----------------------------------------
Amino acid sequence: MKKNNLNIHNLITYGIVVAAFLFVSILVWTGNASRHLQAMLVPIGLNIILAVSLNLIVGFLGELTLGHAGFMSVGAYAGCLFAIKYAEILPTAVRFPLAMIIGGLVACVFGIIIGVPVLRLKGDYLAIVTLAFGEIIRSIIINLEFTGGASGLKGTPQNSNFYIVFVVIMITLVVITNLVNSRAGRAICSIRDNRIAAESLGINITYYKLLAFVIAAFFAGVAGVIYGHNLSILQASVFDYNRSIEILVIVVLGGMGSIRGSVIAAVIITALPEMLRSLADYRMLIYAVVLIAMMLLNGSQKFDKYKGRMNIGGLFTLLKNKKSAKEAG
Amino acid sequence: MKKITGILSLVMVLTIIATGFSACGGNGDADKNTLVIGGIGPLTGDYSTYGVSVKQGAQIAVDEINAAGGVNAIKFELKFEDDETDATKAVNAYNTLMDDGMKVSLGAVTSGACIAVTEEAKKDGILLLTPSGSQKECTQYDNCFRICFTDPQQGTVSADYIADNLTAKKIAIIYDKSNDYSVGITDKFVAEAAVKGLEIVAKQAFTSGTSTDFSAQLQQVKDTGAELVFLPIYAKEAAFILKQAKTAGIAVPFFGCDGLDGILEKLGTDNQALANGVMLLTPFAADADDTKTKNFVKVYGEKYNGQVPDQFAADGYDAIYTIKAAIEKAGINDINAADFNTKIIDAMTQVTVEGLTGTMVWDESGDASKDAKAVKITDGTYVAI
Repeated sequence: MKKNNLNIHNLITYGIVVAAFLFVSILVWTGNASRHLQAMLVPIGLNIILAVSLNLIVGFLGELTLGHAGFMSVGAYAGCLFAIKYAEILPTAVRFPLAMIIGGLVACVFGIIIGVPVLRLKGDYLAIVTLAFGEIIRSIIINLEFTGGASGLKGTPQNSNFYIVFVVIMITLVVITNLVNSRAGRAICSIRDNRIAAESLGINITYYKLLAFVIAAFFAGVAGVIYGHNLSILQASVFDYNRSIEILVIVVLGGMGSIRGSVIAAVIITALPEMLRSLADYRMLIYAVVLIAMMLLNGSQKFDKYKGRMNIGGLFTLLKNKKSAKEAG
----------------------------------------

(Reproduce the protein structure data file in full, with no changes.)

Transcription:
Amino acid sequence: MKKNNLNIHNLITYGIVVAAFLFVSILVWTGNASRHLQAMLVPIGLNIILAVSLNLIVGFLGELTLGHAGFMSVGAYAGCLFAIKYAEILPTAVRFPLAMIIGGLVACVFGIIIGVPVLRLKGDYLAIVTLAFGEIIRSIIINLEFTGGASGLKGTPQNSNFYIVFVVIMITLVVITNLVNSRAGRAICSIRDNRIAAESLGINITYYKLLAFVIAAFFAGVAGVIYGHNLSILQASVFDYNRSIEILVIVVLGGMGSIRGSVIAAVIITALPEMLRSLADYRMLIYAVVLIAMMLLNGSQKFDKYKGRMNIGGLFTLLKNKKSAKEAG
Amino acid sequence: MKKITGILSLVMVLTIIATGFSACGGNGDADKNTLVIGGIGPLTGDYSTYGVSVKQGAQIAVDEINAAGGVNAIKFELKFEDDETDATKAVNAYNTLMDDGMKVSLGAVTSGACIAVTEEAKKDGILLLTPSGSQKECTQYDNCFRICFTDPQQGTVSADYIADNLTAKKIAIIYDKSNDYSVGITDKFVAEAAVKGLEIVAKQAFTSGTSTDFSAQLQQVKDTGAELVFLPIYAKEAAFILKQAKTAGIAVPFFGCDGLDGILEKLGTDNQALANGVMLLTPFAADADDTKTKNFVKVYGEKYNGQVPDQFAADGYDAIYTIKAAIEKAGINDINAADFNTKIIDAMTQVTVEGLTGTMVWDESGDASKDAKAVKITDGTYVAI
Repeated sequence: MKKNNLNIHNLITYGIVVAAFLFVSILVWTGNASRHLQAMLVPIGLNIILAVSLNLIVGFLGELTLGHAGFMSVGAYAGCLFAIKYAEILPTAVRFPLAMIIGGLVACVFGIIIGVPVLRLKGDYLAIVTLAFGEIIRSIIINLEFTGGASGLKGTPQNSNFYIVFVVIMITLVVITNLVNSRAGRAICSIRDNRIAAESLGINITYYKLLAFVIAAFFAGVAGVIYGHNLSILQASVFDYNRSIEILVIVVLGGMGSIRGSVIAAVIITALPEMLRSLADYRMLIYAVVLIAMMLLNGSQKFDKYKGRMNIGGLFTLLKNKKSAKEAG